“Madness is the result not of uncertainty but of certainty” – Fredrick Nietzsche
It is perhaps useful to consider the book of Iranian-born Canadian Dr. Ramin Jahanbegloo in light of the Canadian PM’s visit to India earlier this year. Like Justin Trudeau, Jahanbegloo is a Canadian with ties to India. Unlike Trudeau, he is no fan of Canada. One of the recurring themes in many of his recent works, including the one under review in this article, is the lack of a soul in Canada’s “bleached out” culture. He laments that technocratic cultures like Canada are too artificial and synthetic for his liking. Indeed, his critique of such “odorless and colorless” societies forms one of the main tropes of ‘Letters to a Young Philosopher.’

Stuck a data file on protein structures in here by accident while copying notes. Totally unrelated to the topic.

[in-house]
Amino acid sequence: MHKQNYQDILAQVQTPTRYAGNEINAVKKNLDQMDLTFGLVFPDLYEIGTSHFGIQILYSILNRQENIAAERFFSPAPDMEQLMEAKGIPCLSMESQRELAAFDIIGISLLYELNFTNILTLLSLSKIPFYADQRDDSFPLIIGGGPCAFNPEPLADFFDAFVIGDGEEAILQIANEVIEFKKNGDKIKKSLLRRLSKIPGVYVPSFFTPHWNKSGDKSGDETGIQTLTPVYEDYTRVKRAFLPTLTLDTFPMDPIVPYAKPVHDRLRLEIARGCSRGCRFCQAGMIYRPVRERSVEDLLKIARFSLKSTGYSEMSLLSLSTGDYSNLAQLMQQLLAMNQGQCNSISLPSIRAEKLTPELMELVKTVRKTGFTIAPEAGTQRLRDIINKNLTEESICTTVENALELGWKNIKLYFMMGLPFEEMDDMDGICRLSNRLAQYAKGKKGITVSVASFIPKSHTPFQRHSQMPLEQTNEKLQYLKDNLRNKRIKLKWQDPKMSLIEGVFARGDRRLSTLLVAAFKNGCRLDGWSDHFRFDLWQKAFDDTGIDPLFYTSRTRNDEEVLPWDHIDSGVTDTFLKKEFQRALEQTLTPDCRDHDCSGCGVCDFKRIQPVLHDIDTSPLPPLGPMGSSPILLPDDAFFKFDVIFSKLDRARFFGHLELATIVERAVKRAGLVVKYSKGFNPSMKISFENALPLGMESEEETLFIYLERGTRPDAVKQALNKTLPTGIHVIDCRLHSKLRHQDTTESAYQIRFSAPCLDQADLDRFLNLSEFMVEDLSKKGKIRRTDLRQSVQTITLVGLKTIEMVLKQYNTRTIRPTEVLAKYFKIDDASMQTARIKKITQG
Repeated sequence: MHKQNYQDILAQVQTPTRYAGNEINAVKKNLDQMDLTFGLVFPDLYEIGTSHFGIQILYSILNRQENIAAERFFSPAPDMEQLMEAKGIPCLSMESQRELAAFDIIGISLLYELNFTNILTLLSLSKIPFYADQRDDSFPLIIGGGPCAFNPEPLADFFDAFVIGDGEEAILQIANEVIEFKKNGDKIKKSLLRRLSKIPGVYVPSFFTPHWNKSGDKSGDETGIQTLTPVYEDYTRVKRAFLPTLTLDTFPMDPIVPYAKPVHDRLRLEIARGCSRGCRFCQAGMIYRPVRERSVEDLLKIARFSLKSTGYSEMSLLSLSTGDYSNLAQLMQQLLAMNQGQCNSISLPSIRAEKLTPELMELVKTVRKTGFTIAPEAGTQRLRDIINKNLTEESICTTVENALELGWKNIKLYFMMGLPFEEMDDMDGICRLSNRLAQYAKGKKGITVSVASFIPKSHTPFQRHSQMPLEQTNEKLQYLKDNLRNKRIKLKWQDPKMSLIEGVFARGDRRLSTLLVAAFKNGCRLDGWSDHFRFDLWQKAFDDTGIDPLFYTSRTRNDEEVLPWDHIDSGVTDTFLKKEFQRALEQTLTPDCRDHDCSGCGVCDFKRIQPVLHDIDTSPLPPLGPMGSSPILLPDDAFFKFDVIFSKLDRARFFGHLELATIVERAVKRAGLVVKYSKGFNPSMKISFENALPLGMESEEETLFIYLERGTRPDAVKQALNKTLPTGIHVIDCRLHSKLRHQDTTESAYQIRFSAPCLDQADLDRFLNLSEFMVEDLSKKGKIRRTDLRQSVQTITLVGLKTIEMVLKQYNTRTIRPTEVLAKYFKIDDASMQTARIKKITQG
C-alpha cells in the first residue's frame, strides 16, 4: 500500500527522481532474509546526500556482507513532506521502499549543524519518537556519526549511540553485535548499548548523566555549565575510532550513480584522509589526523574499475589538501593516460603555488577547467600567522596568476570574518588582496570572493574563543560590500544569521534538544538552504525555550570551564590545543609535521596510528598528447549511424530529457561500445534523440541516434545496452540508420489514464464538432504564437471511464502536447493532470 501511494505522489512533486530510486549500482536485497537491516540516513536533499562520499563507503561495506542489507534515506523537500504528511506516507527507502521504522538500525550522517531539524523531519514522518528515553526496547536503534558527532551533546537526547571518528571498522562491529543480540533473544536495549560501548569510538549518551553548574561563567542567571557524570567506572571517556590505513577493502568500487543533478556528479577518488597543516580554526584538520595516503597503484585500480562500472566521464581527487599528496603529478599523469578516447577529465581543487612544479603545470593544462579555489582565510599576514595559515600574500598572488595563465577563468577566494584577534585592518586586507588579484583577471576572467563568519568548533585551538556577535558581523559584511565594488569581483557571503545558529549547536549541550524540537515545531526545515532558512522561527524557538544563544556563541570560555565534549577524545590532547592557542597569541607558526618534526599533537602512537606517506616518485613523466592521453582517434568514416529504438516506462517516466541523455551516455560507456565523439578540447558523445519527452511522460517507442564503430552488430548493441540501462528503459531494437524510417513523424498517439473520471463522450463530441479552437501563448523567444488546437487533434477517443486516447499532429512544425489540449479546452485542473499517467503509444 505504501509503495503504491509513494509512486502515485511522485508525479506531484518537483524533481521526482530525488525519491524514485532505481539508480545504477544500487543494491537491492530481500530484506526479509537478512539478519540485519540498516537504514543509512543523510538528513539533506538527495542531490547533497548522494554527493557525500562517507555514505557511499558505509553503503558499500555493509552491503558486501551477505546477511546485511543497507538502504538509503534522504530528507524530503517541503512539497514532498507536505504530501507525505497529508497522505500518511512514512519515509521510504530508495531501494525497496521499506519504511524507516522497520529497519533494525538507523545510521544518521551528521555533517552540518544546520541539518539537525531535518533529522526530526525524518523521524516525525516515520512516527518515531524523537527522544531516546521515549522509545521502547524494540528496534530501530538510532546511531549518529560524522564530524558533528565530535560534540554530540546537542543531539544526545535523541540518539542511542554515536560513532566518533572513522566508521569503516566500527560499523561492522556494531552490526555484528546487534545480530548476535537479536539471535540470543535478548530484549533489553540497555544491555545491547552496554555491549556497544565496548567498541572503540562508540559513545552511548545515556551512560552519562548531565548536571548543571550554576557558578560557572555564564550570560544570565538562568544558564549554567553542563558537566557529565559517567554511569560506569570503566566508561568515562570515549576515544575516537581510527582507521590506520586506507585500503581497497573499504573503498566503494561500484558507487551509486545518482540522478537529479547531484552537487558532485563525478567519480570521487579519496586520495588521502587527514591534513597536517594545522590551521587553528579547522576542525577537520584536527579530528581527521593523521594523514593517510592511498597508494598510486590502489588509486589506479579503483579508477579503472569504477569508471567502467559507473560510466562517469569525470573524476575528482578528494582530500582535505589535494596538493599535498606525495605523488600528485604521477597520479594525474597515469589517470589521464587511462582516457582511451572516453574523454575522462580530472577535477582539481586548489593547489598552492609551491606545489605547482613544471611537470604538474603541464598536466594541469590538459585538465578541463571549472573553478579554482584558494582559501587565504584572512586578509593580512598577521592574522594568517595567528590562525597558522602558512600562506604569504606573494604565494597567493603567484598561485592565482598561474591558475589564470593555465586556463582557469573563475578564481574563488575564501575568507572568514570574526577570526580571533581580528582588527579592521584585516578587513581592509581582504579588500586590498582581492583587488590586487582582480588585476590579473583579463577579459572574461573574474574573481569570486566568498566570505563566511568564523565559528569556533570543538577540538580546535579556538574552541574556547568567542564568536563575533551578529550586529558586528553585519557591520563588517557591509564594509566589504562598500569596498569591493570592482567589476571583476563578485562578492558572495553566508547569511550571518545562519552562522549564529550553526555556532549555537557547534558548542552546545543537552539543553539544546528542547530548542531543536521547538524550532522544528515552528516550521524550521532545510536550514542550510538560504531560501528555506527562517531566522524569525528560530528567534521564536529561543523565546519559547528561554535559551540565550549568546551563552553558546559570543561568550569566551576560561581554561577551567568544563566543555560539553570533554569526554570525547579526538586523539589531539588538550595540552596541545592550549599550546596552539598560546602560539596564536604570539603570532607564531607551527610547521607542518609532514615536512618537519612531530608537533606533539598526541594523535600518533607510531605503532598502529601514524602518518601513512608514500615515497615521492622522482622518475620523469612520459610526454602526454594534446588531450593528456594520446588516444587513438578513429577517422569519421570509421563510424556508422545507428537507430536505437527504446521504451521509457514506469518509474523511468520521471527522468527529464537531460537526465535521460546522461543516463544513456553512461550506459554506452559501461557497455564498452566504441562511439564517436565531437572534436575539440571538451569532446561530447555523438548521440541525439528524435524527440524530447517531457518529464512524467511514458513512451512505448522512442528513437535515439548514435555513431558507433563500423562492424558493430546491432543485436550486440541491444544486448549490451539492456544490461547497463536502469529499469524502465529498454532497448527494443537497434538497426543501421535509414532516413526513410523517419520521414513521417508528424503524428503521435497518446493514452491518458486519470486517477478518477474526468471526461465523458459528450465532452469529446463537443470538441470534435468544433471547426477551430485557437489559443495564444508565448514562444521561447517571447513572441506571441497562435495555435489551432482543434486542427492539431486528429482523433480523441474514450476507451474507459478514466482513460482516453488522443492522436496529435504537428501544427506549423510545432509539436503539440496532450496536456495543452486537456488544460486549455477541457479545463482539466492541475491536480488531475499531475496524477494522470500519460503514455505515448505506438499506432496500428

In this dialogic book, wherein he is building on the tradition established by Rilke in the classic ‘Letters to a Young Poet’, Jahanbegloo stresses that modern societies have fallen prey to the plague of conformism. He avers that this is a major problem for the world today because we are losing touch with our humanity and with the very purpose of existence. We have devolved into mere automatons mindlessly performing bureaucratic functions and tasks without heed as to why we are trapped in this meaningless existence.
In order to help his fictional young interlocutor escape this morass of meaninglessness Jahanbegloo provides something of a road map. This he does by reflecting on his own experiences in life, both positive and negative. His chapters on the art of loving and dying furnish instructive lessons in this regard. His advice on romantic love, for instance, will resonate with many.